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U.S. fourth-quarter GDP revised down; profits weak



WASHINGTON, (Reuters) – – U.S. economy slowed more than initially thought in the fourth quarter, keeping growth in 2018 below the trump administration's 3 percent annual target, and corporate profits failed to rise for the first time in more than two years.

FILE PHOTO: Technicians build LEAP engines for jetliners at a new, highly automated General Electric (GE) factory at Lafayette, Indiana, U.S. on March 29, 2017. REUTERS / Alwyn Scott / File Photo

Gross domestic product increased at a 2.2 percent annualized rate, the Commerce Department said on Thursday in its third reading of fourth-quarter GDP growth. That was down from the 2.6 percent pace estimated in February.

The economy grew at a 3.4 percent pace in the third quarter. The expansion will be the longest on record in July.

The revisions to the fourth-quarter GDP reading reflected markdowns to consumer and business spending, as well as government outlays and investment in homebuilding.

For all of 2018, the economy has grown 2.9 percent as previously reported, despite the White House's fiscal stimulus of $ 1.5 trillion in tax cuts and more government spending. Growth last year was the strongest since 2015 and was 2.2 percent logged in 2017.

Compared to the fourth quarter of 2017, the economy expanded 3.0 percent, revised down from the 3.1 percent reported last month. President Donald Trump has highlighted the year-on-year growth figure as proof of fiscal stimulus, which has contributed to a swelling of the federal government's deficit.

Trump likes to showcase the economy as one of the biggest accomplishments of his term, declaring last July that his administration had "attained an economic turnaround of historic proportions." On the campaign trail, Trump boasted he could boost annual GDP growth to 4 percent, a goal analysts always said what unrealistic given low productivity, among other factors.

Economists polled by Reuters had forecast.

There are signs the slowdown in growth persisted early in the first quarter, with retail sales rising modestly and manufacturing production and homebuilding tepid.

That was underscored by weak profits in the fourth quarter. After tax corporate profits were unchanged for the first quarter of 2016, after growing at a 3.5 percent rate in the third quarter. S & P 500 profits fell to $ 34.2 billion in the fourth quarter.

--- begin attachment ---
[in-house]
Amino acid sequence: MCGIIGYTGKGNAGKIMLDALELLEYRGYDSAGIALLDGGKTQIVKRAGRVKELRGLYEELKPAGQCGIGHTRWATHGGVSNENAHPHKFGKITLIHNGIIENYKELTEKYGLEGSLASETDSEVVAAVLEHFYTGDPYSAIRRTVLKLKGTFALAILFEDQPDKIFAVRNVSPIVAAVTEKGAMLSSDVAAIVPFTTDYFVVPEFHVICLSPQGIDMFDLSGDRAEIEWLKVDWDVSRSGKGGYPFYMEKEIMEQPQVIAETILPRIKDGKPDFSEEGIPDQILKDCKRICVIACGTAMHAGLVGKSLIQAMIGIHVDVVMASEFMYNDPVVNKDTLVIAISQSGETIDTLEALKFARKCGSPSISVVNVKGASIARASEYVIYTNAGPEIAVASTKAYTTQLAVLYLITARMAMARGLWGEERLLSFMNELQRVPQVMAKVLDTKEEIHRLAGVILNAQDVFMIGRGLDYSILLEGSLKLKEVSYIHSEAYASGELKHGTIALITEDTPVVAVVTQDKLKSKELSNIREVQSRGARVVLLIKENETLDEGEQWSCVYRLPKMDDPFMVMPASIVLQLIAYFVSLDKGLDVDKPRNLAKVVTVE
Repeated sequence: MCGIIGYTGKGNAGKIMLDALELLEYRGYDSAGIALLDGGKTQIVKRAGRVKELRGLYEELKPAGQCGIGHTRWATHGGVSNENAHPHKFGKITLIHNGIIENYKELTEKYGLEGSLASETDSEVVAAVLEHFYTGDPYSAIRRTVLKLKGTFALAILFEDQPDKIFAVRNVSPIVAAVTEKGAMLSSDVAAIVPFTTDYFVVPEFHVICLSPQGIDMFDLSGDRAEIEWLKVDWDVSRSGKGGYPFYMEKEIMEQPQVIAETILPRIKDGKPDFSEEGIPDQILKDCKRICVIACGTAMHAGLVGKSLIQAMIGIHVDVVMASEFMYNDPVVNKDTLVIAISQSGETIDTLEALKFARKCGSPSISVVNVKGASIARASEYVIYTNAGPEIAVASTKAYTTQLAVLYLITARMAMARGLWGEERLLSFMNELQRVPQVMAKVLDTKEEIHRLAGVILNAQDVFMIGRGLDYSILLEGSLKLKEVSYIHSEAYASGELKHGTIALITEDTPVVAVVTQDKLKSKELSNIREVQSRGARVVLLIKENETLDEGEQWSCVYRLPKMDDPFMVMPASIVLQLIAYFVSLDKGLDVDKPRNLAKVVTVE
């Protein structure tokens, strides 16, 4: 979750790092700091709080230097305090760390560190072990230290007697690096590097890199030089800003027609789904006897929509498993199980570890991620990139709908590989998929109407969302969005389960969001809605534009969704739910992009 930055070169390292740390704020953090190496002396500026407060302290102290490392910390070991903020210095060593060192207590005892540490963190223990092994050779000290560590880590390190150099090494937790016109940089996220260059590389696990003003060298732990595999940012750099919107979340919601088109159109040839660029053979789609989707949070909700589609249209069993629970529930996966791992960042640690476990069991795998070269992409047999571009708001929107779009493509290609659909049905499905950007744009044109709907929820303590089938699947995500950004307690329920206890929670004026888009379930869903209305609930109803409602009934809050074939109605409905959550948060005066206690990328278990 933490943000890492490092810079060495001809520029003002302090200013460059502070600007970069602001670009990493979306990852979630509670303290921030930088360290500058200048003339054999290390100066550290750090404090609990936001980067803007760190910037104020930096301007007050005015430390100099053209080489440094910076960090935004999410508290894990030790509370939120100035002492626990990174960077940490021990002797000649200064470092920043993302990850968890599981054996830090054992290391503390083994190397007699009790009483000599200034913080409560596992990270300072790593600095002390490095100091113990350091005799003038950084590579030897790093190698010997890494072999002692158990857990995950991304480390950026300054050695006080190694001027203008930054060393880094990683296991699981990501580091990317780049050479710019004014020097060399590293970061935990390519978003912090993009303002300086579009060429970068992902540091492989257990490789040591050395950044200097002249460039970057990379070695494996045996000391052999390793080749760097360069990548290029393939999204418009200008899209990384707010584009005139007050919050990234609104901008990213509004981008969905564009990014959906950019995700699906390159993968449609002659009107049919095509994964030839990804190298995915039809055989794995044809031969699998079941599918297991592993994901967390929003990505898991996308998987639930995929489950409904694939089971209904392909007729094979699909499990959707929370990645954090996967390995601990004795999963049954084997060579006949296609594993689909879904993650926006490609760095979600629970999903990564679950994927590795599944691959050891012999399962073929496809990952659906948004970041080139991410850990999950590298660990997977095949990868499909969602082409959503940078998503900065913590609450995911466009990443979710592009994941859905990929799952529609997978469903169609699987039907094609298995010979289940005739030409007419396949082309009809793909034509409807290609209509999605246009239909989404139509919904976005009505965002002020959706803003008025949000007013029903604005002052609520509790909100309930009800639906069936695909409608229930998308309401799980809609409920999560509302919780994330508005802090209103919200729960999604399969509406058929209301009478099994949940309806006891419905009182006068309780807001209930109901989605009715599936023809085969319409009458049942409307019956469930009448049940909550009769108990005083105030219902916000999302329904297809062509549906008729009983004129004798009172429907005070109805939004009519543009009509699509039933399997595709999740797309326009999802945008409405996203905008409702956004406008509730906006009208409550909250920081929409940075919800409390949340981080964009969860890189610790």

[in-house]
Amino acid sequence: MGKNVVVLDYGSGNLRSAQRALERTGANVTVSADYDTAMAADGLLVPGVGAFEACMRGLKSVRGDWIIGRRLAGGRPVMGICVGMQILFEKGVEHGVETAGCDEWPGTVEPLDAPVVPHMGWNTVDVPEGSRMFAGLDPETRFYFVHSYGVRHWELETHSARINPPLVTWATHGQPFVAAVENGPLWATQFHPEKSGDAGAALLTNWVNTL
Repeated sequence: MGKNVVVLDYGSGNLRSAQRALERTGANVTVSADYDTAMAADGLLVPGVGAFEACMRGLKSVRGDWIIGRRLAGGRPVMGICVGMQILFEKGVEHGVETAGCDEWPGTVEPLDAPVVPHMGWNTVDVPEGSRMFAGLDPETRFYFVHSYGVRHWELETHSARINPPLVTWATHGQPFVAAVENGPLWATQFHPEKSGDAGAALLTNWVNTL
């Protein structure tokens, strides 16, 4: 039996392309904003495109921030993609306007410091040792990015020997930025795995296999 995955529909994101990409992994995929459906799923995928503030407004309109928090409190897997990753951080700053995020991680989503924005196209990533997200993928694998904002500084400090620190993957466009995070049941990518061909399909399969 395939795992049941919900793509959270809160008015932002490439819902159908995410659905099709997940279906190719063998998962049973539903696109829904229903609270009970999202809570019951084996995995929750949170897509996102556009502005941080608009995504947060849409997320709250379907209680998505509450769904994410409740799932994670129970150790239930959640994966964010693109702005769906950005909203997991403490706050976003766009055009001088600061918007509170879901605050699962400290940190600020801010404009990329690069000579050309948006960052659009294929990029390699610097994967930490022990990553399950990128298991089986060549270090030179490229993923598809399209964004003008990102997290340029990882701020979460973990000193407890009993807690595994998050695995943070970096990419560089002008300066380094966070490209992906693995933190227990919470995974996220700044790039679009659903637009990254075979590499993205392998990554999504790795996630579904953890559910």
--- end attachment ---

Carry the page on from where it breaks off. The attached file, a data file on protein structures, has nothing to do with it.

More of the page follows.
The economy is facing headwinds from the fading stimulus, slowing global growth, Washington's trade was with China and uncertainty over Britain's departure from the European Union.

This contributed to the Federal Reserve's decision last week to bring its three-year monetary policy to an abrupt end. The U.S. This is the year in which borrowing costs four times in 2018.

Growth in consumer spending, which accounts for more than two-thirds of US dollars. economic activity, increased at a 2.5 percent rate in the fourth quarter instead of the previously reported 2.8 percent pace. Consumer spending remains underpinned by a strong laboratory market.

Growth in business spending on equipment 6.6 percent pace from 6.7 percent rate. Investment in intellectual products was down 10.7 percent from the 13.1 percent pace reported in February.

Investment in residential construction was revised to show 4.7 percent, instead of a 3.5 percent rate, marking the fourth straight quarterly decline.

Government investment fell at a 0.4 percent rate, instead of growing at a 0.4 percent pace as previously reported.

But exports were revised to show them rising at a 1.8 percent pace instead of the 1.6 percent reported last month. Imports were revised down, leading to a smaller trade deficit that cut one-tenth of a fourth-quarter GDP growth.

The trade deficit was previously estimated to have been subtracted 0.22 percentage point from output. Inventories increased at $ 96.8 billion in the fourth quarter instead of the $ 97.1 billion reported last month.

Inventory investment added one-tenth of GDP to GDP growth.

Reporting by Lucia Mutikani; Editing by Andrea Ricci

Our Standards: The Thomson Reuters Trust Principles.

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